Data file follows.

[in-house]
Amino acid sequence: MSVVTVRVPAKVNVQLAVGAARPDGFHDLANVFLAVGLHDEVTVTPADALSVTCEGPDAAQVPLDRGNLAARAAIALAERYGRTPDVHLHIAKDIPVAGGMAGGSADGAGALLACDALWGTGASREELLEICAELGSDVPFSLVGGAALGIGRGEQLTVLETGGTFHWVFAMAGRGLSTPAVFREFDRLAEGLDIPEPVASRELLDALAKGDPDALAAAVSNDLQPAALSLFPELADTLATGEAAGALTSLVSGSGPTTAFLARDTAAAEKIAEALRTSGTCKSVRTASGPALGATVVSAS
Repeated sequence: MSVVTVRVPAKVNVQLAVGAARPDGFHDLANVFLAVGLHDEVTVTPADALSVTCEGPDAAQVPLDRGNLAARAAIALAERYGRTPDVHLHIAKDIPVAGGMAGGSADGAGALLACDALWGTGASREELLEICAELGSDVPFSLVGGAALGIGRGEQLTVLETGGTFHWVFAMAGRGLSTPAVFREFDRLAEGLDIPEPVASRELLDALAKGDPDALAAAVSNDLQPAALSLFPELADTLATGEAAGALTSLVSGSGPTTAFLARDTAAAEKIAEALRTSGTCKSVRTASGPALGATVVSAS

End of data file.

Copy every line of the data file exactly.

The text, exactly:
[in-house]
Amino acid sequence: MSVVTVRVPAKVNVQLAVGAARPDGFHDLANVFLAVGLHDEVTVTPADALSVTCEGPDAAQVPLDRGNLAARAAIALAERYGRTPDVHLHIAKDIPVAGGMAGGSADGAGALLACDALWGTGASREELLEICAELGSDVPFSLVGGAALGIGRGEQLTVLETGGTFHWVFAMAGRGLSTPAVFREFDRLAEGLDIPEPVASRELLDALAKGDPDALAAAVSNDLQPAALSLFPELADTLATGEAAGALTSLVSGSGPTTAFLARDTAAAEKIAEALRTSGTCKSVRTASGPALGATVVSAS
Repeated sequence: MSVVTVRVPAKVNVQLAVGAARPDGFHDLANVFLAVGLHDEVTVTPADALSVTCEGPDAAQVPLDRGNLAARAAIALAERYGRTPDVHLHIAKDIPVAGGMAGGSADGAGALLACDALWGTGASREELLEICAELGSDVPFSLVGGAALGIGRGEQLTVLETGGTFHWVFAMAGRGLSTPAVFREFDRLAEGLDIPEPVASRELLDALAKGDPDALAAAVSNDLQPAALSLFPELADTLATGEAAGALTSLVSGSGPTTAFLARDTAAAEKIAEALRTSGTCKSVRTASGPALGATVVSAS